Dialogue

Vocabulary

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Lesson Transcript

INTRODUCTION
Lizy: Bienvenidos a SpanishPod101.com!
Lizy: Buenos días, mi nombre Lizy.
Alan: Hi everybody, Alan here.
Lizy: Newbie series, lesson #18.
Alan: “Is it raining?” Hello everybody and welcome back to spanishpod101.com coming to you from Lima, Peru.
Lizy: It’s a pleasure to be with you.
Alan: That’s right and today we have another newbie lesson.
Lizy: That’s right. Newbie lesson 18.
Alan: Now for any of our new listeners, this newbie series at spanishpod101.com is designed for anyone who is new to the language.
Lizy: That’s why it’s aptly named newbie.
Alan: Okay, so Lizy, today we are going to look at some more weather expressions.
Lizy: Always a good conversation starter.
Alan: That’s right. Now this time, we will focus on expressions related “to rain”, “la lluvia”. I love the way that word sounds. Could you say it for me?
Lizy: Of course “la lluvia”, “la lluvia”, “la lluvia”.
Alan: Oh, “la lluvia”, although I guess here the expression will be “rain”, rain go away and come again another day.
Lizy: ¡Qué bonito suena! So today’s conversation takes place here in Lima, the capital of Perú, where Carmen and Paula talk about the wet weather.
Alan: You know, Lizy, it’s nice to talk about the wet weather right now since we are still in summer.
Lizy: Well, for you it is but I like the cooler winter weather even if it does get damp.
Alan: Yeah, that’s something that’s pretty interesting about Lima. It only gets wet in the winter months.
Lizy: Right. Here we have “un microclima”, “a microclimate.”
Alan: Yeah, it’s interesting. You know, you never get that thunderstorm in the summer that clears the air and close everything down.
Lizy: Lima is renowned for its humidity.
Alan: All right. We have a lot to cover today.
Lizy: Yes we do. So let’s get into today’s conversation.
DIALOGUE
CARMEN: ¿Está lloviendo?
PAOLA: No. No es lluvia; es llovizna.
CARMEN: Mira, las gotas son chiquititas. ¿Las ves?
PAOLA: Sí, las veo, pero tampoco es llovizna. Es garúa.
CARMEN: Ya veo, Paola. Es garúa y es muy misteriosa.
CARMEN: Is it raining?
PAOLA: No. It's not rain, it's a drizzle.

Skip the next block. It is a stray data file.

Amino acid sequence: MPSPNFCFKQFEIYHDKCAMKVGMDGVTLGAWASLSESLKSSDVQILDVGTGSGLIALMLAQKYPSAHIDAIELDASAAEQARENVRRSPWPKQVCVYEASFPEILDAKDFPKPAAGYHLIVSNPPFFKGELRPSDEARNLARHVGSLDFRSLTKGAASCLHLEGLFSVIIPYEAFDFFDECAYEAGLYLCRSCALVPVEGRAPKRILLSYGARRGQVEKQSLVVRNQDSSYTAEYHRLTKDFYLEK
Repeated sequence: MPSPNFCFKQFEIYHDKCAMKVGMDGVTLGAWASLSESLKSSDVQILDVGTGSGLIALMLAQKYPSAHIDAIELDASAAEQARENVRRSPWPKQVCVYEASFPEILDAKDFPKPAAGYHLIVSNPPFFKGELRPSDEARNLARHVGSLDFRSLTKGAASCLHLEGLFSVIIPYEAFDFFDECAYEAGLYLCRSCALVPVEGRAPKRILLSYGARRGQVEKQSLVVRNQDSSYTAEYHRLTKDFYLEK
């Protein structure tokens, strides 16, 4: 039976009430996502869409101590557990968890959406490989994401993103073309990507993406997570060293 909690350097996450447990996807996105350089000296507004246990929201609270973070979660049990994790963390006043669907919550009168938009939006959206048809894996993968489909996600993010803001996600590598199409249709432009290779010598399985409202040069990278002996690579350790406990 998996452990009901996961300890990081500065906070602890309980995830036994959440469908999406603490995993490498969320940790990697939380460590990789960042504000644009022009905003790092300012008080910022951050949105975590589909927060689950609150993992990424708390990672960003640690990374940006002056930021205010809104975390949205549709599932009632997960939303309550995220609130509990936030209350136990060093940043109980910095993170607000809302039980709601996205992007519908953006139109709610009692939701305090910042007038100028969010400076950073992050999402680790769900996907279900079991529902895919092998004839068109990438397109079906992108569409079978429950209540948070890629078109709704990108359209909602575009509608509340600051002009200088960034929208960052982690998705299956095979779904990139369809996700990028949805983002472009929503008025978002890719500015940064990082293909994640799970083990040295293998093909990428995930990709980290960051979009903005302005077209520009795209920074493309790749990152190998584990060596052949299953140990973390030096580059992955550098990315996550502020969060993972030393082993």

CARMEN: Look, the raindrops are tiny. Do you see them?
PAOLA: Yeah, I see them, but it's not a drizzle either. It's mist.
CARMEN: Now I get it, Paola. It's mist and it's very mysterious.
POST CONVERSATION BANTER
Alan: Lizy, isn’t Lima a very unique place in the winter? I think that this conversation touches on this a little bit.
Lizy: Definitely. First of all, it never rains here. The precipitation that we have is “finísimo”, it’s very, very fine.
Alan: Right and what’s this called?
Lizy: We call it “garúa”.
Alan: And something that’s interesting about this kind of precipitation is that it doesn’t really fall or if it falls, it doesn’t fall very fast.
Lizy: Right. It just can’t often surround. We often feel like we are living in the clouds even though we are at sea level.
Alan: That’s kind of poetic but you are right. It’s just sort of wet air, isn’t it?
Lizy: Yes, thanks Alan. During the spring and in the fall, this mist rolls off of the sea and into the city.
Alan: Is that why Carmen calls it mysterious?
Lizy: I think so. When this happens at night, it gives the city such a strange appearance when you are walking on the street and you see someone a little ways away, all you can see is their silhouette.
Alan: Yeah, really he is mysterious, isn’t it?
Lizy: Yes, but it’s really hard to describe which is why you all should come to Peru to see it for yourself.
Alan: Okay friends, on to the vocab. Here we are going to break down these words syllable by syllable so that you can hear exactly how each word sounds.
Lizy: ¡Vamos!
Alan: So let’s begin with...
VOCAB LIST
Lizy: “Llover”.
Alan: “To rain.”
Lizy: “Llo-ver”, “llover”.
Alan: Next we will hear...
Lizy: “Llovizna”.
Alan: “Drizzle.”
Lizy: “Llo-viz-na”, “llovizna”.
Alan: Okay, now we will listen to...
Lizy: “Gota”.
Alan: “Drop”, “rain drop.”
Lizy: “Go-ta”, “gota”.
Alan: Next we will hear...
Lizy: “Chiquitito, chiquitita”.
Alan: “Tiny.”
Lizy: “Chi-qui-ti-to, chi-qui-ti-ta”, “chiquitito, chiquitita”.
Alan: Okay, let’s move on to...
Lizy: “Garúa”.
Alan: “Mist.”
Lizy: “Ga-rú-a”, “garúa”.
Alan: And finally...
Lizy: “Misterioso, misteriosa”.
Alan: “Mysterious.”
Lizy: “Mis-te-rio-so, mis-te-rio-sa”, “misterioso, misteriosa”. Alan, before we move on, let’s look a little closer at the word “chiquitito”.
VOCAB AND PHRASE USAGE
Alan: It comes from the word “chico”.
Lizy: And we know that “chico” means?
Alan: It means “small.”
Lizy: What’s the function of this word?
Alan: It’s modifying the noun “gotas”. Lizy, I have a question for you. What do we call a word that modifies a noun like this?
Lizy: Ah, it’s an adjective.
Alan: Aha, right. Now what’s special about this word “chiquitito” is that it’s one of the ways of forming the diminutive.
Lizy: So let’s say that it’s raining out, we can say that “las gotas son chicas” which means “the raindrops are small” or if it’s just kind of a drizzle and the raindrops are very small we can say “las gotas son chiquitas”.